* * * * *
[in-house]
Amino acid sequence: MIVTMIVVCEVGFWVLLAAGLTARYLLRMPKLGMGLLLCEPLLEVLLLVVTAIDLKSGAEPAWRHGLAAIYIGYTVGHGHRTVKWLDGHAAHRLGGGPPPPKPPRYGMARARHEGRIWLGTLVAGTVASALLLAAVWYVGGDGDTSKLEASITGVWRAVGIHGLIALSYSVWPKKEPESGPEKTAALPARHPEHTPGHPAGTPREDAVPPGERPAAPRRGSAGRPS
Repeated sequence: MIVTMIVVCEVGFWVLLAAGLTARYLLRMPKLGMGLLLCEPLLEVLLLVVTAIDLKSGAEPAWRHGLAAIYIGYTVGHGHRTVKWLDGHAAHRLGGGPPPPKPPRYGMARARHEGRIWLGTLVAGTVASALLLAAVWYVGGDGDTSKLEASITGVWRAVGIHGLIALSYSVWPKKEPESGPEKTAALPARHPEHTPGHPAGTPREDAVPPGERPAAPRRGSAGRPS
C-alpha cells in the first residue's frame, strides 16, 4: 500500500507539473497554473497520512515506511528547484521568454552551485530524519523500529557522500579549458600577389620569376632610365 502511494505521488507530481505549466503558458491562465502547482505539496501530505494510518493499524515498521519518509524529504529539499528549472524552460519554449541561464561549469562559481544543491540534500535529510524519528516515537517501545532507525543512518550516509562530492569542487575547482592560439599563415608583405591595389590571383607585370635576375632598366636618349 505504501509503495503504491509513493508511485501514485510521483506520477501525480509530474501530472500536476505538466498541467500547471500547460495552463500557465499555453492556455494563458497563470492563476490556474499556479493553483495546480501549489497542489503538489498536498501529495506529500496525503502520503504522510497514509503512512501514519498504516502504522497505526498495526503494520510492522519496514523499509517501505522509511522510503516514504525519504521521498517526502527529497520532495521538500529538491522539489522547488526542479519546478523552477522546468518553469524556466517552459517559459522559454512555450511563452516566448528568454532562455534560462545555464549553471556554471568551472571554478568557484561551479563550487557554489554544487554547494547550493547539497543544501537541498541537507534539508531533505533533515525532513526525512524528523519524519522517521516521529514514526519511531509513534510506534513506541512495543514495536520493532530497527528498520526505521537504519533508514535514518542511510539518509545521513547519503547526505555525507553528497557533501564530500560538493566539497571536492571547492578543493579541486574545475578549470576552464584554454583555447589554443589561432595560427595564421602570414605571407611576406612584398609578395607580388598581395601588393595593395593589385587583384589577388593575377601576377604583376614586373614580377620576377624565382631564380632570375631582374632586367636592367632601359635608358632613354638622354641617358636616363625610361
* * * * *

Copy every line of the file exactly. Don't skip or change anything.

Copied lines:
[in-house]
Amino acid sequence: MIVTMIVVCEVGFWVLLAAGLTARYLLRMPKLGMGLLLCEPLLEVLLLVVTAIDLKSGAEPAWRHGLAAIYIGYTVGHGHRTVKWLDGHAAHRLGGGPPPPKPPRYGMARARHEGRIWLGTLVAGTVASALLLAAVWYVGGDGDTSKLEASITGVWRAVGIHGLIALSYSVWPKKEPESGPEKTAALPARHPEHTPGHPAGTPREDAVPPGERPAAPRRGSAGRPS
Repeated sequence: MIVTMIVVCEVGFWVLLAAGLTARYLLRMPKLGMGLLLCEPLLEVLLLVVTAIDLKSGAEPAWRHGLAAIYIGYTVGHGHRTVKWLDGHAAHRLGGGPPPPKPPRYGMARARHEGRIWLGTLVAGTVASALLLAAVWYVGGDGDTSKLEASITGVWRAVGIHGLIALSYSVWPKKEPESGPEKTAALPARHPEHTPGHPAGTPREDAVPPGERPAAPRRGSAGRPS
C-alpha cells in the first residue's frame, strides 16, 4: 500500500507539473497554473497520512515506511528547484521568454552551485530524519523500529557522500579549458600577389620569376632610365 502511494505521488507530481505549466503558458491562465502547482505539496501530505494510518493499524515498521519518509524529504529539499528549472524552460519554449541561464561549469562559481544543491540534500535529510524519528516515537517501545532507525543512518550516509562530492569542487575547482592560439599563415608583405591595389590571383607585370635576375632598366636618349 505504501509503495503504491509513493508511485501514485510521483506520477501525480509530474501530472500536476505538466498541467500547471500547460495552463500557465499555453492556455494563458497563470492563476490556474499556479493553483495546480501549489497542489503538489498536498501529495506529500496525503502520503504522510497514509503512512501514519498504516502504522497505526498495526503494520510492522519496514523499509517501505522509511522510503516514504525519504521521498517526502527529497520532495521538500529538491522539489522547488526542479519546478523552477522546468518553469524556466517552459517559459522559454512555450511563452516566448528568454532562455534560462545555464549553471556554471568551472571554478568557484561551479563550487557554489554544487554547494547550493547539497543544501537541498541537507534539508531533505533533515525532513526525512524528523519524519522517521516521529514514526519511531509513534510506534513506541512495543514495536520493532530497527528498520526505521537504519533508514535514518542511510539518509545521513547519503547526505555525507553528497557533501564530500560538493566539497571536492571547492578543493579541486574545475578549470576552464584554454583555447589554443589561432595560427595564421602570414605571407611576406612584398609578395607580388598581395601588393595593395593589385587583384589577388593575377601576377604583376614586373614580377620576377624565382631564380632570375631582374632586367636592367632601359635608358632613354638622354641617358636616363625610361